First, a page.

The HMRC got new powers starting from this week. Now they can penalize online marketplaces in case these platforms are used for tax frauds committed by sellers that are using these platforms. According to the new laws which were revealed by Philip Hammond in the Autumn Budget in 2017, the basic objective is to make online retailers and high street more competitive.

In other words, online marketplaces must take responsibility and ensure that sellers that are using their sites will pay the required taxes and prevent tax frauds in the future. In case UK-based sellers or overseas sellers are avoiding VAT whenever they are selling goods and services in the United Kingdom, and they still have access to the online marketplace after the HRMC informs the online marketplace, the HMRC will have the right to penalize these platforms. As a result of that, these websites can expect fines and even recovery of unpaid tax.

Additionally, the new laws will turn online marketplace responsible for VAT in cases when they were aware or should have been aware that overseas sellers should have been registered for VAT, but they were not.

Furthermore, online marketplaces are forced to get information about the VAT number of online sellers and make this information visible on the website. This will help buyers know when they are buying products from a business that is VAT-registered. These marketplaces are supported in their efforts to help online sellers get familiar with the new tax rules.

It’s also worth mentioning that businesses are now able to apply for registration for the so-called Fulfillment House Due Diligence Scheme starting from April 1st. This popular scheme will ask businesses that have stored products on behalf or for overseas sellers from non-EU countries to manage a record and conduct specific checks on products they are keeping stored. According to the Treasury financial secretary Mel Stride, most businesses in the UK pay their taxes, but there is still a significant number of business that sells products online to online shoppers in the UK without paying the required amount of Value Added Tax.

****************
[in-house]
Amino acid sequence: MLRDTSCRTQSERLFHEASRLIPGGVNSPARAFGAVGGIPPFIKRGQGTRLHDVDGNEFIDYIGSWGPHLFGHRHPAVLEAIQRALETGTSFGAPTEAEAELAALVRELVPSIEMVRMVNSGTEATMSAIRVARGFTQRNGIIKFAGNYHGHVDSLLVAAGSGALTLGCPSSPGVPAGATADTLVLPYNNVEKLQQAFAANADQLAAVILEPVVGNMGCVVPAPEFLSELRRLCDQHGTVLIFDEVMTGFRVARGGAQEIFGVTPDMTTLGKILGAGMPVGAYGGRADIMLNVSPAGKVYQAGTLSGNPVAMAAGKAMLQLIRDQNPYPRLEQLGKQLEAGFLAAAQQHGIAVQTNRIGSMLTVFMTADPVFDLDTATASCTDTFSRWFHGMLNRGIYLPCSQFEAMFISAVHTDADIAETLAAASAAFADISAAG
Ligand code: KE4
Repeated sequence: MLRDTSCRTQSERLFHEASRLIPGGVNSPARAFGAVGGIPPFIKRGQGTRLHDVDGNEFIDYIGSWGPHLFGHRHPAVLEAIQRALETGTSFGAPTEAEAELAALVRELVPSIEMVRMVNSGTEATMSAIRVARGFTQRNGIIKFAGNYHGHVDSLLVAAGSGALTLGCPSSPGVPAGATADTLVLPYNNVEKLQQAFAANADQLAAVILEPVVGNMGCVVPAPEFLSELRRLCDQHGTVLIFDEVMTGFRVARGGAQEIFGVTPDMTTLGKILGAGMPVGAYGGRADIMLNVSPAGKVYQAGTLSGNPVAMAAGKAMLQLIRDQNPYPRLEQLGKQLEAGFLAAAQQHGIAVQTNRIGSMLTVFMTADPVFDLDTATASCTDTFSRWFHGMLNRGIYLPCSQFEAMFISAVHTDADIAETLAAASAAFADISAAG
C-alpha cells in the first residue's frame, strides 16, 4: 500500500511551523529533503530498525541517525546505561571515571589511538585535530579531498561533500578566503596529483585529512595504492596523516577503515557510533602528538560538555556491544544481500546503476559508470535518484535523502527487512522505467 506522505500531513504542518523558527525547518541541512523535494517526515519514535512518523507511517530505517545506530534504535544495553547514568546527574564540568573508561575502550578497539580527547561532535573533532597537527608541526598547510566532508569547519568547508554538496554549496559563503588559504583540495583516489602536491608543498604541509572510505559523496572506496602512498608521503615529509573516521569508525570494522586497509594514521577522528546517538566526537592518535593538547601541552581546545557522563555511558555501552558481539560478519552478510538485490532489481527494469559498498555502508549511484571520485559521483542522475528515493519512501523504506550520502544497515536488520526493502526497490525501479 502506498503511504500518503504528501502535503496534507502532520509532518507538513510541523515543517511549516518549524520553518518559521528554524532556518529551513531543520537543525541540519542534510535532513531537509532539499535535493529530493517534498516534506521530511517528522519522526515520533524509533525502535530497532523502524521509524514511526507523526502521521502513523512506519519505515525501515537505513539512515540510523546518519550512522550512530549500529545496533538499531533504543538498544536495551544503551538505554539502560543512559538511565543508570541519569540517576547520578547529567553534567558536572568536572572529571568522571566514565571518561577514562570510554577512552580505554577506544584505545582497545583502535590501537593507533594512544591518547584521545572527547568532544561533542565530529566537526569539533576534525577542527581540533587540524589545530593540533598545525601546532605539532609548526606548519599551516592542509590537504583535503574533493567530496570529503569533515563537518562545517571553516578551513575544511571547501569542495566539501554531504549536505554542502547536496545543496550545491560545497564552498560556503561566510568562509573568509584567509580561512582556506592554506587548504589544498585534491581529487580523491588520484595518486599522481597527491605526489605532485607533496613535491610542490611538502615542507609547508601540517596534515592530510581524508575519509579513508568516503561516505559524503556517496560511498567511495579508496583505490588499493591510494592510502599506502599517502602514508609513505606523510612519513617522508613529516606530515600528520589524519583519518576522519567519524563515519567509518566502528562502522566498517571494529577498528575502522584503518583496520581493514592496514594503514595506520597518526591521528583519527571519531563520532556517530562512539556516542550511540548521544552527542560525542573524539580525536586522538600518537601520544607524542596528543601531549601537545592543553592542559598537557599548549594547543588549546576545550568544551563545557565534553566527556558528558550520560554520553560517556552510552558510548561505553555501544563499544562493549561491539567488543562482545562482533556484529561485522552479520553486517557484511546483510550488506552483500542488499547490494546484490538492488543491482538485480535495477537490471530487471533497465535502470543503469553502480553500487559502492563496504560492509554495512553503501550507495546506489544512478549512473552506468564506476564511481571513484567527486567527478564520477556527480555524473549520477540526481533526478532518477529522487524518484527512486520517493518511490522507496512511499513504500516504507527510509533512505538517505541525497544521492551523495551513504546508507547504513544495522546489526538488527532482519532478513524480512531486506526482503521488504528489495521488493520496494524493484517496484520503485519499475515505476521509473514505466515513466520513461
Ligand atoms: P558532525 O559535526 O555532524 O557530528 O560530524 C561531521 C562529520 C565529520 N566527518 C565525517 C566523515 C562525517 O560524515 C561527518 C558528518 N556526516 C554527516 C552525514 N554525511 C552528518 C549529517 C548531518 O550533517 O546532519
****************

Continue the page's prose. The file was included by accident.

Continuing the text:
As a result of this avoidance, many legitimate businesses, especially the ones that are working offline are feeling the negative consequences. It is obvious that every business has certain obligations and duties to the state and they must complete these duties.

The United Kingdom is among the countries that have recently revealed increased powers to their agencies to prevent VAT evasion which is usually practiced by overseas sellers. The first time they did this in 2016, more than one thousand overseas businesses that were not following the British laws were banned from selling products in the United Kingdom over the Internet. This measure has made thousands of online business to register for Value Added Tax.

With this latest law and rules, the HMRC has even more powers and can successfully fight VAT fraud and tax evasion.

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